Electrical Switch Symbols Discussed | Common Mistakes to Avoid in 2023

Electrical Switch Symbols Discussed | Common Mistakes to Avoid in 2023

Electrical switch symbols are crucial for understanding the network of circuits that power our lives. These symbols visually represent how a switch functions within a circuit and help engineers and technicians effectively communicate and design electrical systems. Electrical switches are in high demand due to their vital role in our daily lives. That’s why the electric switch industry surpassed $13 billion in 2021 and expects to grow even further. 

This article will explore the most common electrical switches, their symbols, and their meanings, providing a comprehensive understanding of this aspect of electrical engineering.

Definition of Electrical Switch Symbols 

Electrical switch symbols are graphical representations used in circuit diagrams to depict different types of switches and their functions. These symbols provide a standardized and universal language for engineers, electricians, and technicians to communicate and understand switches’ position and actions in electrical circuits.

Types of Electrical Switch Symbols

Following are the types of electrical switch symbols that you must be aware of. Most of them are being used as touch switches in modern devices.

Single-pole, single-throw (SPST) Switch Symbol

Single-pole, single-throw (SPST) Switch Symbol

A single-pole, single-throw (SPST) switch controls the current flow in a single path, with one input and one output connection. When SPST is closed, the circuit is complete, allowing the current to flow through. On the other hand, the circuit is interrupted when SPST is open, preventing the flow of the current.

The SPST switch is commonly used for basic on/off applications, where simple control over the circuit is required. It is represented by a single line in electrical circuit diagrams, indicating the current path when the switch is closed.

Single-pole, double-throw (SPDT) switch

Single-pole, double-throw (SPDT) switch

A single-pole, double-throw (SPDT) can connect one input to either of two outputs. It has one input and two output connections. The connection of input to output depends upon the position of the switch.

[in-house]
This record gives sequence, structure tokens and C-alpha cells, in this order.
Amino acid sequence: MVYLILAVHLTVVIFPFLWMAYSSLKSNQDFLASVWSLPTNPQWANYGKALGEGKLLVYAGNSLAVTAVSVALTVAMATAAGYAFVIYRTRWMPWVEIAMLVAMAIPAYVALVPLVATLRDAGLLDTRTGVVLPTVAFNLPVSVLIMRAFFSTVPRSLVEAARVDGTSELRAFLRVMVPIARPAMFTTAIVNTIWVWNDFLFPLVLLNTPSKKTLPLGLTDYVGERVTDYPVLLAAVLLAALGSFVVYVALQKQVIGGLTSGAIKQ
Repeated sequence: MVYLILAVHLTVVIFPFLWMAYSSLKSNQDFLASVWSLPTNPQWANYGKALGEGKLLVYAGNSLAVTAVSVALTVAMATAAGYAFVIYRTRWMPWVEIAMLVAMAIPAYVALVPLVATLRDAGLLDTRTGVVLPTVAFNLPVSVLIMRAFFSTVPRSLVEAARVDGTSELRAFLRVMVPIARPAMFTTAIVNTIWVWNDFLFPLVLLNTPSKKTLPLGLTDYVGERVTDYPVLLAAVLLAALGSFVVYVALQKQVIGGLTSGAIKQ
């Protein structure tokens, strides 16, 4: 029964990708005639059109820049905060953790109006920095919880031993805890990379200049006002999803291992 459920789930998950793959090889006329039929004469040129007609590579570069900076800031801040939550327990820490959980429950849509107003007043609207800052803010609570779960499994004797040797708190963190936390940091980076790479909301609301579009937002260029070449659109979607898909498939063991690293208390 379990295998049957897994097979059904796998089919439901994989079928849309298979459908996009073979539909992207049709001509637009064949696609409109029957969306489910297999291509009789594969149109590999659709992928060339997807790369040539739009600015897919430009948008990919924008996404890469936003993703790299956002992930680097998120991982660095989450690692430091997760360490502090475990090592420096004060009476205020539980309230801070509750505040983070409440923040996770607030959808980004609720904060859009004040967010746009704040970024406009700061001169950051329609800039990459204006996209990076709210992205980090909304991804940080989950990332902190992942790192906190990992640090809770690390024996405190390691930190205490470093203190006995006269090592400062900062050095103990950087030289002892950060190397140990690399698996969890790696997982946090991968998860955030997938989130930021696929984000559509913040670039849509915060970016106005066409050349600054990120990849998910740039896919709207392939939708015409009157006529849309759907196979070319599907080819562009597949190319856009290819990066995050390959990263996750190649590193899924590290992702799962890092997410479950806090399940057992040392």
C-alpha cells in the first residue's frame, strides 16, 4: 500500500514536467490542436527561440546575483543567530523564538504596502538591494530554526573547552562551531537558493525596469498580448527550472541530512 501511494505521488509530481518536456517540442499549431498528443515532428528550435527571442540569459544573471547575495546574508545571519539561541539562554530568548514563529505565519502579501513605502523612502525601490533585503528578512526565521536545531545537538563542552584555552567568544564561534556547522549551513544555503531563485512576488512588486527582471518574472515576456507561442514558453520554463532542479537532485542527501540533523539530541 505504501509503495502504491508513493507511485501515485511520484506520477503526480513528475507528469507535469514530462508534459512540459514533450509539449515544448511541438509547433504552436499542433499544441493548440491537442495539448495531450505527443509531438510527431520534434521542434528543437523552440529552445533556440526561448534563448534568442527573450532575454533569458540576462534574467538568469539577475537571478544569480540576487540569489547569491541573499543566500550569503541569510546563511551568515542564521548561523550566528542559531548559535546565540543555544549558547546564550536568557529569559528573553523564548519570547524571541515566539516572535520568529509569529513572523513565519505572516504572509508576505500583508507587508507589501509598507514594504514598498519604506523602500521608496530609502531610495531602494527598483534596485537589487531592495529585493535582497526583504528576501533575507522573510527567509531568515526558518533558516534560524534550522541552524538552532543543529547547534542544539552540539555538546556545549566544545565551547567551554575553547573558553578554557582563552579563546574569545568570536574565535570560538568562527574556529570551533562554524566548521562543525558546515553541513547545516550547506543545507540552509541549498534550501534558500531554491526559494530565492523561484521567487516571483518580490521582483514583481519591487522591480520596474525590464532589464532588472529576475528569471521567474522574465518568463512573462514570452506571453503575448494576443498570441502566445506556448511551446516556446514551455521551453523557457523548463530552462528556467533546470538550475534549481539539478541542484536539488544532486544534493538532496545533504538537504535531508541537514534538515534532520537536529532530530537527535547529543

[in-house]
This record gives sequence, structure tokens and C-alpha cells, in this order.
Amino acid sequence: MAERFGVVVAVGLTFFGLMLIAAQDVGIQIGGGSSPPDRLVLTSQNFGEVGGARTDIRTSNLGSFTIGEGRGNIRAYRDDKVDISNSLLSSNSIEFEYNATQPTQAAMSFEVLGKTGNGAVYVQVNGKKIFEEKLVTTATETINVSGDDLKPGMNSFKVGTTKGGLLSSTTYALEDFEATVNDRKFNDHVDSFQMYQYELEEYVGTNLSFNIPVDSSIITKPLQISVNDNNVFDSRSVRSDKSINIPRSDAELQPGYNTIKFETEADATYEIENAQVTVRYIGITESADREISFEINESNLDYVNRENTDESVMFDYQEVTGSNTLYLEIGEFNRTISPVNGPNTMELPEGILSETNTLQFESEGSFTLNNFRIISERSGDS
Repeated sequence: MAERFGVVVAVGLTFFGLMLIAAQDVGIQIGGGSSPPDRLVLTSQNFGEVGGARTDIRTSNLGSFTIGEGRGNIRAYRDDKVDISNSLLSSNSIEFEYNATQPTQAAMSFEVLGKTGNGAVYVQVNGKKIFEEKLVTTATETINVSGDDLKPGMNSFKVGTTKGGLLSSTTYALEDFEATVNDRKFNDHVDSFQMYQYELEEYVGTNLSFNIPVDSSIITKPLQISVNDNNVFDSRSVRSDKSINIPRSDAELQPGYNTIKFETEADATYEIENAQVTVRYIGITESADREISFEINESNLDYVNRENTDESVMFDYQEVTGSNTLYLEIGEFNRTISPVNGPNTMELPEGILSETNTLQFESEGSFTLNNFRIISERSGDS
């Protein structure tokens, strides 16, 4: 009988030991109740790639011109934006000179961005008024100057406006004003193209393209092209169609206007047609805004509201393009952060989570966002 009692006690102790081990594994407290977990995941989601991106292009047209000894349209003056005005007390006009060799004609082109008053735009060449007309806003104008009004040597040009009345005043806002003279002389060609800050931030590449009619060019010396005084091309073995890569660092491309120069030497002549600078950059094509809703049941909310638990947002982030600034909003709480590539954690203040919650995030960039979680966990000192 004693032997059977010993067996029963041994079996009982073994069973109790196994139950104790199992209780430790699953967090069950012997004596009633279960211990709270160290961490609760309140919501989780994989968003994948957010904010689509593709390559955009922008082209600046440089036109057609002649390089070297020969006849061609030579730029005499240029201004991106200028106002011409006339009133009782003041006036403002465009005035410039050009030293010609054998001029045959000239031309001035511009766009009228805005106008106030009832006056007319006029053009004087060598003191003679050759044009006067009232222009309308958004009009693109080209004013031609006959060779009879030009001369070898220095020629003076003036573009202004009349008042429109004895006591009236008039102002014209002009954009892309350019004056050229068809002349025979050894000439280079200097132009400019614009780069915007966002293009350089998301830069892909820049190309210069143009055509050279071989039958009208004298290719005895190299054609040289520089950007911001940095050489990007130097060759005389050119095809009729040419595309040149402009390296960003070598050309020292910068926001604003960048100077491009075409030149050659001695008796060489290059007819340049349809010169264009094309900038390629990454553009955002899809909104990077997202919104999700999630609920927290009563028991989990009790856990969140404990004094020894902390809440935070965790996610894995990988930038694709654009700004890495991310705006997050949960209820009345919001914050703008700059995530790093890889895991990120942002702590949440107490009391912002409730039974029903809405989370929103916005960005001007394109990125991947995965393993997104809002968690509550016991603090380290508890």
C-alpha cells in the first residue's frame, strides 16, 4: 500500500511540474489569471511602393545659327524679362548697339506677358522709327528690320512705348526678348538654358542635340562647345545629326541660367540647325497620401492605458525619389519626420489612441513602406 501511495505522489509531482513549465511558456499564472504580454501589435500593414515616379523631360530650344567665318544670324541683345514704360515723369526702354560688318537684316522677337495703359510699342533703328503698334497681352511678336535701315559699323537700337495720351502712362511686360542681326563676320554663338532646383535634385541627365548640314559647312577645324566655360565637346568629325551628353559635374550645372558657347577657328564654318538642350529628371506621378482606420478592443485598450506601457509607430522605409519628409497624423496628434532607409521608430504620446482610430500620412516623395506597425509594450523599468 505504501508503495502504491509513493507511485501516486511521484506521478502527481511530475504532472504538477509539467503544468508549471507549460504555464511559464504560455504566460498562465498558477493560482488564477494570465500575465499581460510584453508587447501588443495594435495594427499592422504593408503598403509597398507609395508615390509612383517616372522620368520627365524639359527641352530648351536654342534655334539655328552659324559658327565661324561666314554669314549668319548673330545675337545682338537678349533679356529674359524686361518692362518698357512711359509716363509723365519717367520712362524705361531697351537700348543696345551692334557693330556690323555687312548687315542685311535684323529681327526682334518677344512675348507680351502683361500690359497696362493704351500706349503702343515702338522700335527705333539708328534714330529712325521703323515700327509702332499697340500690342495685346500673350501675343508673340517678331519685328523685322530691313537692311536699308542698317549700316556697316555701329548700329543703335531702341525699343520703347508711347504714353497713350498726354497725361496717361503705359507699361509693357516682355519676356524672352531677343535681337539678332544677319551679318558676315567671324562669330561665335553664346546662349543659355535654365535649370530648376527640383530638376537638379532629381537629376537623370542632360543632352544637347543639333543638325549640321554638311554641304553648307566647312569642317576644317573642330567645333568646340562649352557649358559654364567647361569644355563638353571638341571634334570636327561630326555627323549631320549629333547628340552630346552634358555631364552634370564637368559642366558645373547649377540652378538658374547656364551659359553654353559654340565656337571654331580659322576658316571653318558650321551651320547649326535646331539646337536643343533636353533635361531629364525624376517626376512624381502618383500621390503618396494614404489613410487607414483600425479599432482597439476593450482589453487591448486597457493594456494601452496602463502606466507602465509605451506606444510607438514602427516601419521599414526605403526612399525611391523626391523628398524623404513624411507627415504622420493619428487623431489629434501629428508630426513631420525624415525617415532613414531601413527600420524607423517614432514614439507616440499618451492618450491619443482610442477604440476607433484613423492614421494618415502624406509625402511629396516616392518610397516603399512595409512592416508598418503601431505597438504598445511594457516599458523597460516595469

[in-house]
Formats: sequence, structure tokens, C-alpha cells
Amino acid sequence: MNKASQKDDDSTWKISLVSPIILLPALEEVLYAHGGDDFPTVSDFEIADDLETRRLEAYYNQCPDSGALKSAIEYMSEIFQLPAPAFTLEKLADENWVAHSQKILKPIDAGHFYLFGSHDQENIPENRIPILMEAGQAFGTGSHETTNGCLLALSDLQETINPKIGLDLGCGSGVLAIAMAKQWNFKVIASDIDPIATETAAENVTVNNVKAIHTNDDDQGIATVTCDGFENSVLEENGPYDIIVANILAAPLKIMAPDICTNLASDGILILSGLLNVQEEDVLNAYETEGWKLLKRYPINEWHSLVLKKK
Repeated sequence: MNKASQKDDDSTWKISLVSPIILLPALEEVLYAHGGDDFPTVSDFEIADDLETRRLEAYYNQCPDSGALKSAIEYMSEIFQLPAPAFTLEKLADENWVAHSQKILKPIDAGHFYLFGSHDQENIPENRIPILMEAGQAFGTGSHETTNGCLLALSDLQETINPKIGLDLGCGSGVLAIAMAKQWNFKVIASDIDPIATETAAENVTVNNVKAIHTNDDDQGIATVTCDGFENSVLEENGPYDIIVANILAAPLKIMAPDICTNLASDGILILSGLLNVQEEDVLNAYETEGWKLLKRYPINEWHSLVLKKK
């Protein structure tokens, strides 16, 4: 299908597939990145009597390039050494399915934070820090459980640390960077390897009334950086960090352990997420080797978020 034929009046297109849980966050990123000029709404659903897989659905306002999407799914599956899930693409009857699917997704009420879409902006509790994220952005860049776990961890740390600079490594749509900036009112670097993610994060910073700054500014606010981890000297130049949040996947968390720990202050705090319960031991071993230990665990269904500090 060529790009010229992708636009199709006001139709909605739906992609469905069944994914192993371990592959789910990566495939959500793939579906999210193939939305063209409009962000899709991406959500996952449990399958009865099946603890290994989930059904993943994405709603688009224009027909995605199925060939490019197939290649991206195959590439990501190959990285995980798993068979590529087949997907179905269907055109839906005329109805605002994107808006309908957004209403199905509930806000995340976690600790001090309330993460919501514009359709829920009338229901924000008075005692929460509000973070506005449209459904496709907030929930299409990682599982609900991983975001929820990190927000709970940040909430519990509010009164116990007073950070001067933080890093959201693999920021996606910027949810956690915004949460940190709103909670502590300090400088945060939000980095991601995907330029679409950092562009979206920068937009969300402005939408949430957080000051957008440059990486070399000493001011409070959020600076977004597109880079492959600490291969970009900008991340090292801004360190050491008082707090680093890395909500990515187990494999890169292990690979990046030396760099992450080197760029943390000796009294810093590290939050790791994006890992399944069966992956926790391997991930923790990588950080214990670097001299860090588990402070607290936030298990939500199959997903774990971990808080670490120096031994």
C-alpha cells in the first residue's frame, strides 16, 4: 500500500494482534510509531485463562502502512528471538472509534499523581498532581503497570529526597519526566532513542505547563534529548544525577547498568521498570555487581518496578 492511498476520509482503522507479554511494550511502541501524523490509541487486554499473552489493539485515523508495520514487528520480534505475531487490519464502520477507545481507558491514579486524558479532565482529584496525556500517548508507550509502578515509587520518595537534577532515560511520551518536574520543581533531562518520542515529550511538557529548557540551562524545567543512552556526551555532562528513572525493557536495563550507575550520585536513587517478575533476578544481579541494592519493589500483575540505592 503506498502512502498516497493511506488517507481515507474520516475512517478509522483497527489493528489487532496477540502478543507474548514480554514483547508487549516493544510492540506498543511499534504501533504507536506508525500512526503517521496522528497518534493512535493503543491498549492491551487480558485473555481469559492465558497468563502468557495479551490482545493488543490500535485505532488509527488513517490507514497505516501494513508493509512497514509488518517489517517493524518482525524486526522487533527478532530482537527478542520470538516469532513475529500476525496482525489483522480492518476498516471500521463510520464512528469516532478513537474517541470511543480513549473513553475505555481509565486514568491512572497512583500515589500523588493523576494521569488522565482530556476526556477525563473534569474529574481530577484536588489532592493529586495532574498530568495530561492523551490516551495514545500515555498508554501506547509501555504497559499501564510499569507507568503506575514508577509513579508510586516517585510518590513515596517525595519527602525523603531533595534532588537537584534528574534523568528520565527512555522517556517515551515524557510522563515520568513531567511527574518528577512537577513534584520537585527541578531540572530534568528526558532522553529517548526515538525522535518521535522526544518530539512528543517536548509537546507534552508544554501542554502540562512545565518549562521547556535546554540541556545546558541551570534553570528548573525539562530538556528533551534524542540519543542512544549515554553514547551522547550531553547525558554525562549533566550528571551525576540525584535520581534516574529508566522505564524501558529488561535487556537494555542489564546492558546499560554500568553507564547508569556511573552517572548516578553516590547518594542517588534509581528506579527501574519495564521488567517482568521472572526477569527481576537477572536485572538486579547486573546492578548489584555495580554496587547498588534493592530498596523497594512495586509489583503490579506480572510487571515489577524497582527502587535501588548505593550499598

The SPDT switch allows for alternate connections or functions, providing flexibility in circuit design. It is commonly used when choosing between two different paths or circuits. In electrical circuit diagrams, the SPDT switch is represented by a single line with a “T” shape at one end.

Double-pole, single-throw (DPST) switch

Double-pole, single-throw (DPST) switch

A double-pole, single-throw (DPST) switch simultaneously controls the flow of current in two separate circuits. When closed, both input connections are connected to the output, and the current flows through both circuits. Both input connections are disconnected from the output when the switch is open, interrupting the current flow in both circuits.

The DPST switch is commonly used in applications where the synchronization of two circuits is required, such as controlling two independent devices or components. In electrical circuit diagrams, the DPST switch is represented by two lines with a shared endpoint.

Double-pole, double-throw (DPDT) switch

Double-pole, double-throw (DPDT) switch

A double-pole, double-throw (DPDT) provides independent control over two circuits with two input and output connections. Its multiple positions allow for different combinations of connections between the inputs and outputs. The connections with inputs and outputs keep changing as the position of the DPDT changes. 

It makes DPDT an ideal choice for reversing the direction of a motor or toggling between two different functions. In electrical circuit diagrams, the DPDT switch is represented by two lines with a shared endpoint and a “T” shape at the other end of each line.

Three-Way Switch

Three-Way Switch

A three-way switch is commonly used in lighting circuits which can be used to control a light fixture from two different locations. When one switch is in the “on” position, the other can turn the light on or off.

It has one common and two traveler terminals. The circuit is completed by connecting the common terminal to one of the traveler terminals, and the light turns on.

Four-Way Switch

Four-Way Switch

A four-way switch works with three-way switches to manage the illumination of a single light fixture from three or more locations. You can control the light from multiple points using it. Turning the light on or off from any of the connected locations is possible by interconnecting it with the traveler wires of the three-way switches.

This switch is particularly useful in larger areas or spaces with multiple entryways, as it facilitates the convenience of controlling the light from various points. All the modern electronic devices that we use today contain these switches. For instance, capacitive touch switches are widely used in consumer electronics, solar photovoltaic applications, mobile terminal tablets, etc.

Float Switch Symbol

Float Switch Symbol

The float switch symbol either represents a normally open or a normally closed state. The “A” diagram is the normally open state, while the “B” diagram is the normally closed state.

Thermal Magnetic Switch Symbol

Thermal Magnetic Switch Symbol

The thermal magnetic switch incorporates both electromagnetic and thermal breaking. The electromagnet breaks the circuit instantly during huge current spikes.

Limit Switch Symbol

Limit Switch Symbol

The limit switch is usually represented as normally open, normally closed, held open, and held closed.

Differential Switch Symbol

Differential Switch Symbol

A differential switch symbol shows the difference between phase line current and neutral line current. The circuit breaks if there is any difference in the current.

Pulse Counter Switch

Pulse Counter Switch

The pulse counter switch symbol shows that the circuit is activated whenever the pulse counter reaches a certain value.

Rotary Switch Symbol

Rotary Switch Symbol

The knob of this symbol rotates around its axis and switches the common terminal to any of the output terminals.